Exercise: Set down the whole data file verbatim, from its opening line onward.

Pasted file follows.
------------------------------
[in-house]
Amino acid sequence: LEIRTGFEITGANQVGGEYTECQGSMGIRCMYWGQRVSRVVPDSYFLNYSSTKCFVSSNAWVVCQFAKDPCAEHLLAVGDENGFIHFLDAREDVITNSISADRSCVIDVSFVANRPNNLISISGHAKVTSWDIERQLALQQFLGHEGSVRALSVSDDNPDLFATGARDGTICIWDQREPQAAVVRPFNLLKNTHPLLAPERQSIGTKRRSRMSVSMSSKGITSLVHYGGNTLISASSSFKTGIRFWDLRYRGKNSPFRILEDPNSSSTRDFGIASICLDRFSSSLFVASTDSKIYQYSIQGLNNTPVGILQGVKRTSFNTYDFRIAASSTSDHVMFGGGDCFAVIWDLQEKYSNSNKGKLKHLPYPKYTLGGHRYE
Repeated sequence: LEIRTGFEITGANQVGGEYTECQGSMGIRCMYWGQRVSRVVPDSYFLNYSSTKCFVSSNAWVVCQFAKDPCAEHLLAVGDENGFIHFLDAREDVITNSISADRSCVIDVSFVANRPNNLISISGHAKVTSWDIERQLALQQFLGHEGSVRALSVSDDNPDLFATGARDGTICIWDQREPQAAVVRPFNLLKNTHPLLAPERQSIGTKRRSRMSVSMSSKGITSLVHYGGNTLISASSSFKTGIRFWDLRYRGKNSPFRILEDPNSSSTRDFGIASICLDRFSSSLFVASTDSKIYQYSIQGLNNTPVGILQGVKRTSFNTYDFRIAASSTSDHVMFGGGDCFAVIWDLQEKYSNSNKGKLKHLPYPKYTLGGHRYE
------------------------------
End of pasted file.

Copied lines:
[in-house]
Amino acid sequence: LEIRTGFEITGANQVGGEYTECQGSMGIRCMYWGQRVSRVVPDSYFLNYSSTKCFVSSNAWVVCQFAKDPCAEHLLAVGDENGFIHFLDAREDVITNSISADRSCVIDVSFVANRPNNLISISGHAKVTSWDIERQLALQQFLGHEGSVRALSVSDDNPDLFATGARDGTICIWDQREPQAAVVRPFNLLKNTHPLLAPERQSIGTKRRSRMSVSMSSKGITSLVHYGGNTLISASSSFKTGIRFWDLRYRGKNSPFRILEDPNSSSTRDFGIASICLDRFSSSLFVASTDSKIYQYSIQGLNNTPVGILQGVKRTSFNTYDFRIAASSTSDHVMFGGGDCFAVIWDLQEKYSNSNKGKLKHLPYPKYTLGGHRYE
Repeated sequence: LEIRTGFEITGANQVGGEYTECQGSMGIRCMYWGQRVSRVVPDSYFLNYSSTKCFVSSNAWVVCQFAKDPCAEHLLAVGDENGFIHFLDAREDVITNSISADRSCVIDVSFVANRPNNLISISGHAKVTSWDIERQLALQQFLGHEGSVRALSVSDDNPDLFATGARDGTICIWDQREPQAAVVRPFNLLKNTHPLLAPERQSIGTKRRSRMSVSMSSKGITSLVHYGGNTLISASSSFKTGIRFWDLRYRGKNSPFRILEDPNSSSTRDFGIASICLDRFSSSLFVASTDSKIYQYSIQGLNNTPVGILQGVKRTSFNTYDFRIAASSTSDHVMFGGGDCFAVIWDLQEKYSNSNKGKLKHLPYPKYTLGGHRYE